|Front Page > Magazine > Undress code, By Daniel Ben-Tal|
Undress code, By Daniel Ben-Tal
Let's face it - deep inside, we all want to frolic around in the nude, free from the limitationsof societal norms.
One group of Israelis put such constraints behind them. They meet every weekend throughout the summer at camping sites, pools, private houses, and beaches.
The Israeli Naturist Society is a registered non-profit organization whose raison d'etre is nudity. It is not a secret guild, and can be contacted via www.naturism.org.il.
"We're a social group," says INS chairwoman Anat Inbar. "Attendance has grown from about 30 two years ago to an average of 150 nowadays, although fewer turn up when we meet on a beach because of voyeurs."
For the sake of investigative journalism, I exposed myself to the phenomenon by attending one of the group's get-togethers around a rented swimming pool near Netanya.
Apart from the lack of apparel, the scene couldn't look more normal: children splashing around with their parents, picnicking families, older folks on deck chairs talking politics.
A group of likely lads well beyond their prime are having a party on the lawn, cracking ribald jokes and beers.
"I've been coming to these gatherings since we started getting organized six or seven years ago," says Avi, 58, an Israel Electric employee, between puffs on his nargila. "They used to be small meetings of geriatrics on a private beach near Ein Gedi, but evolved into family oriented events.
"I come for the feeling of freedom. You can be yourself here - there's nothing to hide. It's fun!"
"You'll see all sorts of people - from professors to policemen to laborers," adds a jovial gent who asked to use his Internet forum name, Greybeard. "You don't see sexual conduct at these events - it's considered taboo. The majority here are men, and there are almost no single women. My wife would never attend!"
Do they encounter any problems?
"We get all sorts of voyeurs and nudniks, especially when we go to open beaches, like Ga'ash or Shefayim. Some of us are worried about being recognized. As long as nudity is not socially acceptable, we have to keep a low profile - what if the religious start making a fuss?"
"It's not that we don't want people to know about us - we want to keep the objectors and undesirables away," adds Haim, a soft-spoken middle-aged intellectual. "I'm still new to these gatherings. There are unwritten rules - you may look, but don't stare. This is definitely not a pickup place."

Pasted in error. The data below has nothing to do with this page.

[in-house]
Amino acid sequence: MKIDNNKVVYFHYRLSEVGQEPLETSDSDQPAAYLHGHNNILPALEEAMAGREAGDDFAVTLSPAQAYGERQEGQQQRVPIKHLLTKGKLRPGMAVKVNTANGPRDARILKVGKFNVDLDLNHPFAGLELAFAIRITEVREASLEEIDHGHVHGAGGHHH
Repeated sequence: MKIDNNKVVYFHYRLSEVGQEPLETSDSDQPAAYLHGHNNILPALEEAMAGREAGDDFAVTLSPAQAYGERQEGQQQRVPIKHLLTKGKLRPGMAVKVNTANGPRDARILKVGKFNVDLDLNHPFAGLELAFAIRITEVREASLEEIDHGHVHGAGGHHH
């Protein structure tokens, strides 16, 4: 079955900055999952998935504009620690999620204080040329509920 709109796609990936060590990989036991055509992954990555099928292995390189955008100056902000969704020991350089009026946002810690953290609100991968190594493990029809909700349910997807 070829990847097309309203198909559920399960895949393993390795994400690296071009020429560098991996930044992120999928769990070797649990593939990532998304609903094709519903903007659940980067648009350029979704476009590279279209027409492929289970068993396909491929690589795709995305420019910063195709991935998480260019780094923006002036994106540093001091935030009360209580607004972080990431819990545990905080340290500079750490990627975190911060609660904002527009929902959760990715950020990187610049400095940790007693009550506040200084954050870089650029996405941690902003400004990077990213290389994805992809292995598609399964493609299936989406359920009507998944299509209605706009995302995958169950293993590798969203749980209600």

Some students are engrossed in a backgammon game. "There was a certain psychological barrier at first," admits Erez, 25. "But I soon put it behind me. This same psychological barrier is what prevents single women from attending."
"Nudity in itself is not erotic - just the fantasies in your mind. Semi-clad women can be far sexier," explains Nir, 27.
"My children are used to it, but show no interest," says chairwoman Inbar, 46, a gregarious divorced mother of two teenagers from North Tel Aviv - and the only interviewee prepared to be identified. "My daughter doesn't understand why a group of unfamiliar people want to get together and take their clothes off."
She notes that there is no coercion regarding attire - or lack thereof. "You can come in a three-piece suit if you want. My observation is that we maintain a greater physical distance from each other than clothed people do.
"The people who started these activities in Israel were ideologues. They came from the Naturalism movement that began in Germany in the 1930s as an antithesis to the dress codes that set social status - a judge dressed like a judge, a blue-collar worker in a blue collar.
"They were part of the Romantic Movement - anti-urbanization, back-to-nature ascetics who were also athletes."
An immigrant from Holland, the late Pinhas Barak, established Israel's first formal naturalist organization in 1999. But Israelis being Israelis, internal politics soon led to a split.
"There was a difference of approach," says Avi, the nargila smoker. "The pensioners had a more conservative attitude. Slowly, more people joined and the atmosphere became more lighthearted."
"We reached the conclusion that people are more important than ideology and went about building a dynamic, heterogeneous community," explains Inbar. "There are now about 500 people on our e-mail list, with a strong nucleus of about 100 and less turnover than in the past. There's even a group of 20 religious men waiting for a weekday event."
Not that it's easy to join this select club. "Out of 300 who applied within two months last year, 72 were accepted. We've become close friends, and want to continue enjoying ourselves. I know of five couples who met through our activities."
"We have our ways of asking people not to come again," grins Greybeard,
a playful flash in his eyes.
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